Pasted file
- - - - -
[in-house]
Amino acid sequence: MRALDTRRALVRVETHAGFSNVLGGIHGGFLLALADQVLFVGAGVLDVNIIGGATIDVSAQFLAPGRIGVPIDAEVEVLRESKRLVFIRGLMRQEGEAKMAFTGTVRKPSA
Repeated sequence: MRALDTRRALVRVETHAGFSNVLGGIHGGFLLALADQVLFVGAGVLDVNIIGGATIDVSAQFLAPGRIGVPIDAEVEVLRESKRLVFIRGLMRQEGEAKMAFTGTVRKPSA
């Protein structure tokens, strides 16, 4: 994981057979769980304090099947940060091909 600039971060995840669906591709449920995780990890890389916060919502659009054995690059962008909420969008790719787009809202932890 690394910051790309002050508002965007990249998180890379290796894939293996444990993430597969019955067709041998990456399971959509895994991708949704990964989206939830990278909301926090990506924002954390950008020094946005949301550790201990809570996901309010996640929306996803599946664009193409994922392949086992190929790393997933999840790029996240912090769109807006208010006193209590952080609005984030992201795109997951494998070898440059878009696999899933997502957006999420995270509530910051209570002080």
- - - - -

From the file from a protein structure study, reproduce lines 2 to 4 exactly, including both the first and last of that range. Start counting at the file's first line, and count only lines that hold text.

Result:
Amino acid sequence: MRALDTRRALVRVETHAGFSNVLGGIHGGFLLALADQVLFVGAGVLDVNIIGGATIDVSAQFLAPGRIGVPIDAEVEVLRESKRLVFIRGLMRQEGEAKMAFTGTVRKPSA
Repeated sequence: MRALDTRRALVRVETHAGFSNVLGGIHGGFLLALADQVLFVGAGVLDVNIIGGATIDVSAQFLAPGRIGVPIDAEVEVLRESKRLVFIRGLMRQEGEAKMAFTGTVRKPSA
């Protein structure tokens, strides 16, 4: 994981057979769980304090099947940060091909 600039971060995840669906591709449920995780990890890389916060919502659009054995690059962008909420969008790719787009809202932890 690394910051790309002050508002965007990249998180890379290796894939293996444990993430597969019955067709041998990456399971959509895994991708949704990964989206939830990278909301926090990506924002954390950008020094946005949301550790201990809570996901309010996640929306996803599946664009193409994922392949086992190929790393997933999840790029996240912090769109807006208010006193209590952080609005984030992201795109997951494998070898440059878009696999899933997502957006999420995270509530910051209570002080």